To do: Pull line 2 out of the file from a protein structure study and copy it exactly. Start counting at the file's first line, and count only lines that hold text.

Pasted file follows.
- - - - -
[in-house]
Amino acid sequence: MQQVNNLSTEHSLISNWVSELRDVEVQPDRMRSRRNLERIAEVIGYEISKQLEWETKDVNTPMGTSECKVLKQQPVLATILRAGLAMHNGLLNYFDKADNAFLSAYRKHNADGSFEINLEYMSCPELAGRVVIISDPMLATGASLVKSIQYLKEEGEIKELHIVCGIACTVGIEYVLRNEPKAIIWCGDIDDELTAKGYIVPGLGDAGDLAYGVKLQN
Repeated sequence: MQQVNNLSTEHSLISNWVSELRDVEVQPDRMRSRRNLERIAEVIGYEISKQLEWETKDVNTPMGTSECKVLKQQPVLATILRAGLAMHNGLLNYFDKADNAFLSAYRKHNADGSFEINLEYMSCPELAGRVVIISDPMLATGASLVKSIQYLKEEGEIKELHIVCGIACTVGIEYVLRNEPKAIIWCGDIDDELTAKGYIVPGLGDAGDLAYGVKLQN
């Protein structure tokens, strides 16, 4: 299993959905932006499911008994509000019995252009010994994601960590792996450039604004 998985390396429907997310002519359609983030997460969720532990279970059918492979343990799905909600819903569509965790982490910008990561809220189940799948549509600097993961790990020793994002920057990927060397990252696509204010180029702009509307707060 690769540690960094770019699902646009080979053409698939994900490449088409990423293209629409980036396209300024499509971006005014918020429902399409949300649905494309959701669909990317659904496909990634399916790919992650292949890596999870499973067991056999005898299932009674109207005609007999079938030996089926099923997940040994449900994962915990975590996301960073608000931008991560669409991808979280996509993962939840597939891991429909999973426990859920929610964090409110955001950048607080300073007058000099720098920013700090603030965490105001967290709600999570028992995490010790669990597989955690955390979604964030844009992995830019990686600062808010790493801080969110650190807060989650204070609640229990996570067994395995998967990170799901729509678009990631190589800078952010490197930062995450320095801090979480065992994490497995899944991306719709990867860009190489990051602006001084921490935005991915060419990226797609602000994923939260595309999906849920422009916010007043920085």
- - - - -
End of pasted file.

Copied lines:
Amino acid sequence: MQQVNNLSTEHSLISNWVSELRDVEVQPDRMRSRRNLERIAEVIGYEISKQLEWETKDVNTPMGTSECKVLKQQPVLATILRAGLAMHNGLLNYFDKADNAFLSAYRKHNADGSFEINLEYMSCPELAGRVVIISDPMLATGASLVKSIQYLKEEGEIKELHIVCGIACTVGIEYVLRNEPKAIIWCGDIDDELTAKGYIVPGLGDAGDLAYGVKLQN